FC0847840743Diana Vreeland Memos: The Vogue Years
Edited by Alexander Vreeland
Publisher: Rizzoli
 

A recent evening found Women’s Voices and their guests in the intimate and stunning Verdura showroom admiring vintage and contemporary jewelry and listening to Alexander Vreeland discuss the virtues of his grandmother, Diana Vreeland

“My grandmother’s unique sense of style was deeply personal and it permeated every aspect of her life.” So begins Alexander Vreeland’s tribute to his ‘Nonina,’ the legendary editor of VOGUE from 1962 until 1971.  Alexander Vreeland has assembled in this gorgeous, oversized volume many of Vreeland’s classic memorandums to  staffers whose mission it was to realize Vreeland’s vision in the pages of VOGUE. Certain and decisive, with a pronounced style and grammar, Vreeland issued edicts to the magazine’s staff,  their names listed in columnar form at the top of many of the memos with titles long fallen into disuse.  “Mrs” and “Miss” predominate, along with the occasional aristocratic title “Baron” or “Countess.” 

Accompanying the memos, many of which are hilarious, are images from the Vreeland years at the world’s leading fashion magazine. Mrs. Vreeland knew what she liked, and she urged her editors to bring her specific, curated ideas about fashion to the pages of the magazine.  Among those she championed are models  Twiggy, Veruschka, Candice Bergen, Marissa Berenson, Lauren Hutton, and photographers Richard Avedon, Cecil Beaton, and Irving Penn.  The discerning eye appreciates that Mrs. Vreeland is as responsible for the oracular status of the magazine as is anyone in the present era.

When she joined the magazine Mrs. Vreeland was nearly 60 years old, an age when most women of her class did not work outside the home.  When she left VOGUE, she became a consultant to the Costume Institute of the Metropolitan Museum.  She loved her role as nabob of fashion, a position that afforded her unfettered entrée to Rudolph Nureyev, Maria Callas, Picasso, the haute couturiers of Europe, and the kickier avant garde designers.  Her confidence was contagious. 

“I am in no way a sentimentalist about age—I am not a great believer ‘that a face with lines and a character that has known many experiences has more, or less beauty than youth’—I believe only in the specific woman herself at any age, and I believe style carries all. . . and that applies to any age. . .” (emphasis in the original).  (December 6, 1968, writing to Miss Anita Colby). 

She had pronounced opinions about everything:  ponytails, lip gloss, the strong face of a woman, embroidery. . .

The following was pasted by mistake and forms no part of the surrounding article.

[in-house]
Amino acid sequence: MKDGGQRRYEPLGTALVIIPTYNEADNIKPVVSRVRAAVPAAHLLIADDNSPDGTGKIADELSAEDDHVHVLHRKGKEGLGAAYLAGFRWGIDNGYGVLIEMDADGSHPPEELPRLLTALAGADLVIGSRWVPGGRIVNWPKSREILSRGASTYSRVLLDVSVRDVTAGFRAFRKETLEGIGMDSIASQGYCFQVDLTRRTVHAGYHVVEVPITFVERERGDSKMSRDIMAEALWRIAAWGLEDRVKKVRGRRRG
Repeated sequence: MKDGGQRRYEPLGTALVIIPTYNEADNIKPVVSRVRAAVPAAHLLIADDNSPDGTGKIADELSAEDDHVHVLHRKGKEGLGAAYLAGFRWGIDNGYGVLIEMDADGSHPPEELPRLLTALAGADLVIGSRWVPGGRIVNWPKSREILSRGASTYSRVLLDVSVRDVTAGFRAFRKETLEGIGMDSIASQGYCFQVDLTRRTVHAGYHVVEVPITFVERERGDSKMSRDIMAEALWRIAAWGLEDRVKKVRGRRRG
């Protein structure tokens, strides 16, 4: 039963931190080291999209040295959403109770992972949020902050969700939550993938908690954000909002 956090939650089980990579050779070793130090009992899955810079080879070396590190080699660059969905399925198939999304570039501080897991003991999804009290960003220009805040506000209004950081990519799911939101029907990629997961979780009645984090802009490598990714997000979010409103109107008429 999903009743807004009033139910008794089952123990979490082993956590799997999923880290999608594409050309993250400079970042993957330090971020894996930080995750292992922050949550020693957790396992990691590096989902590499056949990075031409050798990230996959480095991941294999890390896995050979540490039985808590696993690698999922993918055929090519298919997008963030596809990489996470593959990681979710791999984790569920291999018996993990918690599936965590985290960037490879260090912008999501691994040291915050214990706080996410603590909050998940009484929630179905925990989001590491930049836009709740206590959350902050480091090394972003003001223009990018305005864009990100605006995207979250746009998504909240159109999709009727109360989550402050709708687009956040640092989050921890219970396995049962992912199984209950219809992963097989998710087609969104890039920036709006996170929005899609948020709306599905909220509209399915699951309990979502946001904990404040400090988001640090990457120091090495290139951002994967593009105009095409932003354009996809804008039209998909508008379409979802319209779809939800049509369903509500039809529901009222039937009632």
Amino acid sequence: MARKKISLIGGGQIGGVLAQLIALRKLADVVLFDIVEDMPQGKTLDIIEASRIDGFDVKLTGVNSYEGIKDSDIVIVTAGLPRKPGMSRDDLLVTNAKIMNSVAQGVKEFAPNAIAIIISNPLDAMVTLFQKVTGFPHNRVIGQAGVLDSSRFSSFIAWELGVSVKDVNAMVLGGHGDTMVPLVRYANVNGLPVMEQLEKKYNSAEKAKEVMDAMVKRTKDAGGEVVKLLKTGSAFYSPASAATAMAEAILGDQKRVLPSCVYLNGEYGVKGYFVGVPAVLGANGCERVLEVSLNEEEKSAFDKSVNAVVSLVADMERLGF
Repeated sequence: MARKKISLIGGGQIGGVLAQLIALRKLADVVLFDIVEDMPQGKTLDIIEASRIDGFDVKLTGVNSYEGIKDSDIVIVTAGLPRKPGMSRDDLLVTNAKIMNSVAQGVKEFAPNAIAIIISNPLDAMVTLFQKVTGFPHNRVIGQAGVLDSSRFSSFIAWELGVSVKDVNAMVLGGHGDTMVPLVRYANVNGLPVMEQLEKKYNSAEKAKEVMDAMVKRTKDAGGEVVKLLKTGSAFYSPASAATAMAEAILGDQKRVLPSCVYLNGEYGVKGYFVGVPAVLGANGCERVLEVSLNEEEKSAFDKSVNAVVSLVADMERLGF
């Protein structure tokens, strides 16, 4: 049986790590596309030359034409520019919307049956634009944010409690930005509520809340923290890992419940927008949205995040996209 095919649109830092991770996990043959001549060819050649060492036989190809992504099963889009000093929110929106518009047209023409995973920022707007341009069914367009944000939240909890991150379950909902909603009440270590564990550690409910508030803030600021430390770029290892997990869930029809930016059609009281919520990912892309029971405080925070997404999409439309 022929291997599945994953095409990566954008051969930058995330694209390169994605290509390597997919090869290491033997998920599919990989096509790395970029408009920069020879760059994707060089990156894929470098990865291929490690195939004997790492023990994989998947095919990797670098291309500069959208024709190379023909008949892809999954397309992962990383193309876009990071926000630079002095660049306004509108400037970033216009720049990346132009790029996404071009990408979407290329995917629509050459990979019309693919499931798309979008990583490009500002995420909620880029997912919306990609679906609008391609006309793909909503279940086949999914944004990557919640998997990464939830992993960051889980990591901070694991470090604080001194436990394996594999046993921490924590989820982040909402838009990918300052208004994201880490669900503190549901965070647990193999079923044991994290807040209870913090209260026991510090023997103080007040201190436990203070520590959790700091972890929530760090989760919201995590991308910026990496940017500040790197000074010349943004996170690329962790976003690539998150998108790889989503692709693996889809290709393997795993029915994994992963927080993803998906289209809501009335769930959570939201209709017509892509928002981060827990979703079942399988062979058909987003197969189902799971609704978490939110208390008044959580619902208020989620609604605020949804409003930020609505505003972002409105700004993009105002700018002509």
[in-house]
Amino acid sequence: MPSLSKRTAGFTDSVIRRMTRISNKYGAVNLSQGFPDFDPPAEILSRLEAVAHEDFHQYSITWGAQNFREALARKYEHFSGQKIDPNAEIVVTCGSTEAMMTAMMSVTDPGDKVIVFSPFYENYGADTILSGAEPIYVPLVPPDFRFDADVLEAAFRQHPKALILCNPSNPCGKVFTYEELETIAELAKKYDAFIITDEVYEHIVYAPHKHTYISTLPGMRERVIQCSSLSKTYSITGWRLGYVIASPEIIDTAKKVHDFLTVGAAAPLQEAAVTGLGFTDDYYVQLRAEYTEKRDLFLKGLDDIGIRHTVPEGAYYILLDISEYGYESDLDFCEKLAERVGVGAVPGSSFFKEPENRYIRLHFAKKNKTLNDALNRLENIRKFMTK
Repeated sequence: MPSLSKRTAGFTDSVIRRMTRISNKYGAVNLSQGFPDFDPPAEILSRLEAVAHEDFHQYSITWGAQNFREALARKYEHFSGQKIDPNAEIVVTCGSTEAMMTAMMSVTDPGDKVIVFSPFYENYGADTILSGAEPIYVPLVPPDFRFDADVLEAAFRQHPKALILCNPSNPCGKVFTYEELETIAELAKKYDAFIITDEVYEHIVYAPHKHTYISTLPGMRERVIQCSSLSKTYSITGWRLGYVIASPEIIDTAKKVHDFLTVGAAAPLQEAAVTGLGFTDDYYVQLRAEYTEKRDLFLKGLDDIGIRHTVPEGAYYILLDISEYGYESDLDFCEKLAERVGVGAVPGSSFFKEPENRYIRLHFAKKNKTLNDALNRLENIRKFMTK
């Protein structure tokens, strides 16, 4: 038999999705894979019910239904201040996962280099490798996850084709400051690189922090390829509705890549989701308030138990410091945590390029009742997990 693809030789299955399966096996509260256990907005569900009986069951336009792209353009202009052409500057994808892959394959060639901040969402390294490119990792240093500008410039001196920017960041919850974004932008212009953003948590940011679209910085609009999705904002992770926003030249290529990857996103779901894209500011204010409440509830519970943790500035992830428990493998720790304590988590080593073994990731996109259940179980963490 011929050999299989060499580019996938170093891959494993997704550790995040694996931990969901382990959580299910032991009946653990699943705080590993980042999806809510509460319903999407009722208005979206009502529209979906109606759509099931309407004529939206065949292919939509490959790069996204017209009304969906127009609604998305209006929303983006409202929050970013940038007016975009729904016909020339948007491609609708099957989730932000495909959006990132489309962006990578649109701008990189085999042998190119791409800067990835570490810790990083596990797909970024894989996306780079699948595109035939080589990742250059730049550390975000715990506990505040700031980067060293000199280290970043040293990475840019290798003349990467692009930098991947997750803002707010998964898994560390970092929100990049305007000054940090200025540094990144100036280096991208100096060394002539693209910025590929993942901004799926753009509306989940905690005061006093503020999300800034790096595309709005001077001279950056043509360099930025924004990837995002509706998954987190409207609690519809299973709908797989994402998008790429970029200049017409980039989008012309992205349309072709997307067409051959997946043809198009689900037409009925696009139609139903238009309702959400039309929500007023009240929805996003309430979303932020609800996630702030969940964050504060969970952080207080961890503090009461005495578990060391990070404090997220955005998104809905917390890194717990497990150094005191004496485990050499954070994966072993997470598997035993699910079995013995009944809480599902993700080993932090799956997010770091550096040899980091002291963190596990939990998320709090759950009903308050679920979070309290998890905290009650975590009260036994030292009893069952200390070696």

“The sticky situation with fringe is, of course, extremely serious.”

“I do think we should specialize in magenta, bright red, violet, purple, etc.”

“I repeat again the importance of knee socks.” 

“This is urgent! I am alerting you to something. Every picture in which the girls appear in dresses below their knee they look bowlegged.” 

“No tacky shoes.” 

Emphatic and dramatic, Mrs. Vreeland, describing a racehorse, tells her editors that the beautiful animal “knocks the top off the sky.” She cautioned editors about language inflation in a memo about George Balanchine, saying,

“Also, though I do not know of a great choreographer, don’t you think this title—“the greatest living” isn’t a bit much?  “George Balanchine, the Great Choreographer” to me suffices. . . As far as I know, he has not changed ballet at all, but maintained a company very well. . . However, if someone who follows the New York City Ballet consistently and sincerely believes completely and entirely that he deserves the title (and not because “who else is there???”) then okay.”

Diana Vreeland Memos: The Vogue Years is a reminder of an icon from an elegant age.  It too, “knocks the top off the sky.” 

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  • diane November 22, 2013 at 12:41 pm

    This is an amazing review of just the kind of women your site profiles now: beginning a new career as the editor in chief of Vogue at 60!! This sounds like the perfect book as a gift for my many fashion obsessed (in a good way) friends.
    Thanks for sharing this with your readers.

    Reply
  • Roz Warren November 22, 2013 at 9:53 am

    “the importance of knee socks!” “No tacky shoes!” What a hoot. Nice write-up! Why no byline?

    Reply